FUN WITH TRADEMARKS AWARD: To the Ladies Plastics Golf Organization, formerly the Ladies Plastics Golf Association. That was, until they got a letter from the Ladies Professional Golf Association, which apparently was not amused by the plastics group's adoption of the LPGA acronym. The Los Angeles-based plastics group holds a successful annual fund-raising tournament for breast cancer awareness efforts. The organization recently raised some $7,000.
ULTIMATE IMPLANT AWARD: To “Bobbing Bod,” a polystyrene creation by sculptor Jade Washington featured in the “Sculptures by the Sea” outdoor exhibition in Sydney, Australia. “Bod” was a larger-than-life depiction of a woman's head and bare breasts floating in the ocean — the exhibit was held in place by sand bags and anchors.
PURPLE RAIN AWARD: To the late John Nelson, father of pop music icon Prince. Nelson died in August at age 85. Although better known for his music career (and for his relationship with Prince as portrayed in the semi-autobiographical film Purple Rain), Nelson also had a plastics industry connection — he retired from Honeywell Inc., where had had worked as a plastics molder.
LONE RANGER AWARD: To Valerie A. Wilcox, who retired this year as the only executive director in the 10-year history of the National Plastics Center & Museum in Leominster, Mass. Always game for a challenge, the 65-year-old said she is going to try her hand at being a park ranger.
YOU CAN'T TAKE IT WITH YOU AWARD: To Percy Ross, known for his syndicated newspaper column “Thanks a Million,” which gave away an estimated $30 million to readers who shared their hard-luck stories. Ross made his millions from Poly-Tech Corp., a plastic film and bag company that he bought in 1958 and sold for $8 million in 1969. After the sale, he split the money among family members, invested his $2 million share, and started the column in 1983. He wrote his last column in 1999, telling readers: “I've achieved my goal. I've given it all away.” Ross died Nov. 10 at his home in Edina, Minn.
GOOD TIME TO BUY A PRESS AWARD: To injection press makers who, saddled with inventory, are slashing prices. Want to attract a crowd? Announce that you want to buy an injection molding machine, and wait for the sales reps to break down your door.
HOW RUDE AWARD: To the former owners of HPM Corp., the venerable plastics processing and die-cast machinery maker, one of the largest employers in tiny Mount Gilead, Ohio. HPM has been a bedrock company in Mount Gilead since its founding in 1877. Last summer, when it looked as if the company was going to shut down, local government officials complained they could not get their calls returned. HPM leaders remained silent. Now Taylor's Industrial Services LLC is buying the assets and keeping the company in town. Let's hope Taylor's understands common courtesy.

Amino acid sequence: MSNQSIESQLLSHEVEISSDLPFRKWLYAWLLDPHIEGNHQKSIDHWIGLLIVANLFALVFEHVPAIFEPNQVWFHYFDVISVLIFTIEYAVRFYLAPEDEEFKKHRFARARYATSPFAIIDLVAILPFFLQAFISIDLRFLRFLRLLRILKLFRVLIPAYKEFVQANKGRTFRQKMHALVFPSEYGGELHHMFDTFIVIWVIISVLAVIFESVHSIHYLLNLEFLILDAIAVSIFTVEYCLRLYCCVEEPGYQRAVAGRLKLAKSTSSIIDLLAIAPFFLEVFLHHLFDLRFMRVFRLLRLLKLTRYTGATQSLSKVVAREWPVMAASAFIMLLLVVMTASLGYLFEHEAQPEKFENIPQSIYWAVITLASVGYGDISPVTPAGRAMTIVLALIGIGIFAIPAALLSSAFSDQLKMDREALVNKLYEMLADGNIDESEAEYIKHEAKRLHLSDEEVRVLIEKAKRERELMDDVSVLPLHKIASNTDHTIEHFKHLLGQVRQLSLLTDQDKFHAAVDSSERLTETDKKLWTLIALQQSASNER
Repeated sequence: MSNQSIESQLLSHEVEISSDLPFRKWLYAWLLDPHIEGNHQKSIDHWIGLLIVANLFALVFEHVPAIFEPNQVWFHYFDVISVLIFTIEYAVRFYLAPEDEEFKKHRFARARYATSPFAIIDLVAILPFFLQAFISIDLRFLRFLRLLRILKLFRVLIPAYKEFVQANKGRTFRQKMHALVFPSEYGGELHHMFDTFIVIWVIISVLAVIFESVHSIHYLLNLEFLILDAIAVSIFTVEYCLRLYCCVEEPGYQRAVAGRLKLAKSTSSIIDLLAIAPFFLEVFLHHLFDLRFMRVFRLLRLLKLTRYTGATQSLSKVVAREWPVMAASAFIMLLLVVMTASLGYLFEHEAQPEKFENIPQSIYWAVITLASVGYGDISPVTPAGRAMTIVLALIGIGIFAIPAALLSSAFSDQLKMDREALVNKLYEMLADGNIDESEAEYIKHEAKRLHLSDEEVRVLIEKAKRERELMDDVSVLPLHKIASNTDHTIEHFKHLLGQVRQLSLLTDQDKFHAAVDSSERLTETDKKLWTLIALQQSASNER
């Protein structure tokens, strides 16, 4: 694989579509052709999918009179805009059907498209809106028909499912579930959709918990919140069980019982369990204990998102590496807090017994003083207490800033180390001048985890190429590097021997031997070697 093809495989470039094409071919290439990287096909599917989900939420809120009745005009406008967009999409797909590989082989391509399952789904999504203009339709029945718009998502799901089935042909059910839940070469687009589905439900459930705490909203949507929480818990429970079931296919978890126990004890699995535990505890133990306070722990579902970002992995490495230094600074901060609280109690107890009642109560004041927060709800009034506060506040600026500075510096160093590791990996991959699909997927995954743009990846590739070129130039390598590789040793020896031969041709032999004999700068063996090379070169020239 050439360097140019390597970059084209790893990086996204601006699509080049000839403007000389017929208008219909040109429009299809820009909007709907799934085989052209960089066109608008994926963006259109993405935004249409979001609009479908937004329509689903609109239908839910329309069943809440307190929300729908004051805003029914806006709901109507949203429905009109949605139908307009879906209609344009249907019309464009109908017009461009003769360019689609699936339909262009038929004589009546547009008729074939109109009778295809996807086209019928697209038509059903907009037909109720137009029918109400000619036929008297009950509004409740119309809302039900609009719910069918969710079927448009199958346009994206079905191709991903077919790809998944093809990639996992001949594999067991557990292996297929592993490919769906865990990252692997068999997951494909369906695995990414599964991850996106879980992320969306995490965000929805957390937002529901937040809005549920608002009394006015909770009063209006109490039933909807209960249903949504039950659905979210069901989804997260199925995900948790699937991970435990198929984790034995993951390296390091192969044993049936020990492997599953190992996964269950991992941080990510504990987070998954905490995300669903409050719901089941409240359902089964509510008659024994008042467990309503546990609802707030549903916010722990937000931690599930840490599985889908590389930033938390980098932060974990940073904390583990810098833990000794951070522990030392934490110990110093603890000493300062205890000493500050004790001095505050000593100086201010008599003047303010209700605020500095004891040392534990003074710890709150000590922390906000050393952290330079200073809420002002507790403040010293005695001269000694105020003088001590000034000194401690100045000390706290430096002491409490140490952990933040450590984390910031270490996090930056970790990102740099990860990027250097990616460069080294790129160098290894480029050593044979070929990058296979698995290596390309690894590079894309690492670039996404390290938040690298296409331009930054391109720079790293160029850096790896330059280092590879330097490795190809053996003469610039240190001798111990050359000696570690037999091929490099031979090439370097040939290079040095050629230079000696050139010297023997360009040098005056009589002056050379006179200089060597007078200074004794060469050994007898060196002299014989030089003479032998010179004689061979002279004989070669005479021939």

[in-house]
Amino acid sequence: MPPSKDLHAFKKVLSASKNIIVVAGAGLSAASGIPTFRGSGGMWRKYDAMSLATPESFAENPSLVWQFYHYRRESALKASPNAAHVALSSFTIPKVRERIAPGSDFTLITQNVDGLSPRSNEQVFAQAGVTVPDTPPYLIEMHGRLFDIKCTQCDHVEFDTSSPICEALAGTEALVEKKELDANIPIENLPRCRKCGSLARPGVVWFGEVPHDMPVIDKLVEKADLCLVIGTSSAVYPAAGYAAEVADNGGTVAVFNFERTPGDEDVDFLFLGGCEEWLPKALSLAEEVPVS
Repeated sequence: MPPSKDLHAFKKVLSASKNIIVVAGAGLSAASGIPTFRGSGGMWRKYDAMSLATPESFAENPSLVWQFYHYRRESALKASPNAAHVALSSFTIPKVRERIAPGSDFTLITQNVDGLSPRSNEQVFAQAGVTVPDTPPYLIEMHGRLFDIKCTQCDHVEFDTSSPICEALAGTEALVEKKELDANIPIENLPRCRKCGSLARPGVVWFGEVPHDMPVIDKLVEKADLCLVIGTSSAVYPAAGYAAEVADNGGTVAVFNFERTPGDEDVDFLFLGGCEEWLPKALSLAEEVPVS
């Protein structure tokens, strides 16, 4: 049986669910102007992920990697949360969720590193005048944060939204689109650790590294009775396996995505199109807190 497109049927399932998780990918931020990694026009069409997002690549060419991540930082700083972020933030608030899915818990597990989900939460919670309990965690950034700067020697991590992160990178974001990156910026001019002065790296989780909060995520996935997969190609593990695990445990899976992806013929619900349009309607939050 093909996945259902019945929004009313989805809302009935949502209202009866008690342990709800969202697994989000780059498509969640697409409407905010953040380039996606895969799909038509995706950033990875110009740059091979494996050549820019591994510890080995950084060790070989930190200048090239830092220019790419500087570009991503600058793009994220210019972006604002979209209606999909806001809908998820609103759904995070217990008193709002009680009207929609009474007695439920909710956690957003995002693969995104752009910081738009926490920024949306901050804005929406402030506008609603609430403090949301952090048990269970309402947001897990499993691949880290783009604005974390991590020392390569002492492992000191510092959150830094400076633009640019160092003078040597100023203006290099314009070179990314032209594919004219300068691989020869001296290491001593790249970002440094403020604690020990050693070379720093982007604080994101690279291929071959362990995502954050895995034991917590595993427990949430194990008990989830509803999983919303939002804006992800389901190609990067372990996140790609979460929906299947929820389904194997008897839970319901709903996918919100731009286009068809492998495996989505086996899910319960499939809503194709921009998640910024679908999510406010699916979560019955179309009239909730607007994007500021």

SHAKE YOUR BOOTIE AWARD: To Jeffrey J. McKenzie, director of Houlihan Lokey Howard & Zukin in Los Angeles. Commenting on the slowing state of the economy in the wake of the terrorist attacks and recession, he noted that there were no initial public offerings in September. “The last time that happened was December 1975, when KC and the Sunshine Band had a hit record.”
SYNERGIES FROM HELL AWARD: To Mannesmann Plastics Machinery AG. Here's a short version of a long story: MPM's top executive, Wolfgang Vogl, kept insisting that Siemens AG sell all six MPM machinery firms together, citing their synergies. On a Friday, July 6, came the announcement that Apax Partners & Co. Ventures Ltd. bought MPM. Just two days later — on a Sunday — Swiss billionaire Christoph Blocher announced he was buying Netstal. No more synergy. No more Vogl, who quit a few weeks later. Then guess what? The whole deal fell apart. All six companies are together again: Krauss-Maffei, Van Dorn Demag, Netstal, Demag Ergotech, Berstorff and Billion.
HOW LOW CAN YOU GO AWARD: To Bill McPhail, president of Montana-based blow molder Plasnetics USA Inc., for stealing more than $21,000 from a local Little League baseball group. He was arrested in July and pleaded guilty to avoid federal charges, and since has repaid the money, plus $10,000. The firm recently was evicted from its Salt Lake City plant for alleged late payment of rent. The firm must be low on funds again, now that it's the off-season for baseball.